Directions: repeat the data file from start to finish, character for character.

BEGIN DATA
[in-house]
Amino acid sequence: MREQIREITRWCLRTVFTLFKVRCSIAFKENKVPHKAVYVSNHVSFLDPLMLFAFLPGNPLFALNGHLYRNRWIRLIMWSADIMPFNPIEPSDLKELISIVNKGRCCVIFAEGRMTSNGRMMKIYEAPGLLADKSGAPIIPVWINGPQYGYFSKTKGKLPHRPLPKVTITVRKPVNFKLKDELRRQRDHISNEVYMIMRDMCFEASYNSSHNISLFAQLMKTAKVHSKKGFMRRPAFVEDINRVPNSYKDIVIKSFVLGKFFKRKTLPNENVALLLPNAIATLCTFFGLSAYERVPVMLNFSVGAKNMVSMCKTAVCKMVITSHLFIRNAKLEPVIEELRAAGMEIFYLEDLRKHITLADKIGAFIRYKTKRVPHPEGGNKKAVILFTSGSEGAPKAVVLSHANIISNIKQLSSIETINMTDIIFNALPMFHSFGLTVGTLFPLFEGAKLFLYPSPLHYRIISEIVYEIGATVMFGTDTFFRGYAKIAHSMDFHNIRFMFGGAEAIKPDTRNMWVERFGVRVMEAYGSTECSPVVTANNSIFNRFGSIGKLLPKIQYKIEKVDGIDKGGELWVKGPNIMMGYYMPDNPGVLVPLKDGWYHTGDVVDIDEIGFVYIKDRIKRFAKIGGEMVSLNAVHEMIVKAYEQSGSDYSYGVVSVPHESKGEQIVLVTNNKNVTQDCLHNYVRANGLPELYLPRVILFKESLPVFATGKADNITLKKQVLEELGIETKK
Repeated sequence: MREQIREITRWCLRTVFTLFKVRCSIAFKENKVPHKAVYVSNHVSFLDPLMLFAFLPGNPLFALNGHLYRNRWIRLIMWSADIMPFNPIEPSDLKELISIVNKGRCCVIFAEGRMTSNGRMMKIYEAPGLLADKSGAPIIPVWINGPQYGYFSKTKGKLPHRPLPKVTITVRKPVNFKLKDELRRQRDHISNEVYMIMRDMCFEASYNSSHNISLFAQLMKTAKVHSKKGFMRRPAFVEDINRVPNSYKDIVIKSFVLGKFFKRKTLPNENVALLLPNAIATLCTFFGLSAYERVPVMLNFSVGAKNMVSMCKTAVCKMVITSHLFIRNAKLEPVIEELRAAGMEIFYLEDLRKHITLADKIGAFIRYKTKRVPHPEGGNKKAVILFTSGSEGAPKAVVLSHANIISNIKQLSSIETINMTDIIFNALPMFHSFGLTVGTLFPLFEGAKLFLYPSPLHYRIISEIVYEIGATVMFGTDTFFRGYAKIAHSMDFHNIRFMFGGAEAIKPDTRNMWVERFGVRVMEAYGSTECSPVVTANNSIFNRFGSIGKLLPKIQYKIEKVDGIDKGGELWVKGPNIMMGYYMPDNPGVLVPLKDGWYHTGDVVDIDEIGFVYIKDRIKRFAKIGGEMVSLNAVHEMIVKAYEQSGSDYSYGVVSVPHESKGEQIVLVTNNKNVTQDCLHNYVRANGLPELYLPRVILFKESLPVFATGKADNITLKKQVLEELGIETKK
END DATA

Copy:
[in-house]
Amino acid sequence: MREQIREITRWCLRTVFTLFKVRCSIAFKENKVPHKAVYVSNHVSFLDPLMLFAFLPGNPLFALNGHLYRNRWIRLIMWSADIMPFNPIEPSDLKELISIVNKGRCCVIFAEGRMTSNGRMMKIYEAPGLLADKSGAPIIPVWINGPQYGYFSKTKGKLPHRPLPKVTITVRKPVNFKLKDELRRQRDHISNEVYMIMRDMCFEASYNSSHNISLFAQLMKTAKVHSKKGFMRRPAFVEDINRVPNSYKDIVIKSFVLGKFFKRKTLPNENVALLLPNAIATLCTFFGLSAYERVPVMLNFSVGAKNMVSMCKTAVCKMVITSHLFIRNAKLEPVIEELRAAGMEIFYLEDLRKHITLADKIGAFIRYKTKRVPHPEGGNKKAVILFTSGSEGAPKAVVLSHANIISNIKQLSSIETINMTDIIFNALPMFHSFGLTVGTLFPLFEGAKLFLYPSPLHYRIISEIVYEIGATVMFGTDTFFRGYAKIAHSMDFHNIRFMFGGAEAIKPDTRNMWVERFGVRVMEAYGSTECSPVVTANNSIFNRFGSIGKLLPKIQYKIEKVDGIDKGGELWVKGPNIMMGYYMPDNPGVLVPLKDGWYHTGDVVDIDEIGFVYIKDRIKRFAKIGGEMVSLNAVHEMIVKAYEQSGSDYSYGVVSVPHESKGEQIVLVTNNKNVTQDCLHNYVRANGLPELYLPRVILFKESLPVFATGKADNITLKKQVLEELGIETKK
Repeated sequence: MREQIREITRWCLRTVFTLFKVRCSIAFKENKVPHKAVYVSNHVSFLDPLMLFAFLPGNPLFALNGHLYRNRWIRLIMWSADIMPFNPIEPSDLKELISIVNKGRCCVIFAEGRMTSNGRMMKIYEAPGLLADKSGAPIIPVWINGPQYGYFSKTKGKLPHRPLPKVTITVRKPVNFKLKDELRRQRDHISNEVYMIMRDMCFEASYNSSHNISLFAQLMKTAKVHSKKGFMRRPAFVEDINRVPNSYKDIVIKSFVLGKFFKRKTLPNENVALLLPNAIATLCTFFGLSAYERVPVMLNFSVGAKNMVSMCKTAVCKMVITSHLFIRNAKLEPVIEELRAAGMEIFYLEDLRKHITLADKIGAFIRYKTKRVPHPEGGNKKAVILFTSGSEGAPKAVVLSHANIISNIKQLSSIETINMTDIIFNALPMFHSFGLTVGTLFPLFEGAKLFLYPSPLHYRIISEIVYEIGATVMFGTDTFFRGYAKIAHSMDFHNIRFMFGGAEAIKPDTRNMWVERFGVRVMEAYGSTECSPVVTANNSIFNRFGSIGKLLPKIQYKIEKVDGIDKGGELWVKGPNIMMGYYMPDNPGVLVPLKDGWYHTGDVVDIDEIGFVYIKDRIKRFAKIGGEMVSLNAVHEMIVKAYEQSGSDYSYGVVSVPHESKGEQIVLVTNNKNVTQDCLHNYVRANGLPELYLPRVILFKESLPVFATGKADNITLKKQVLEELGIETKK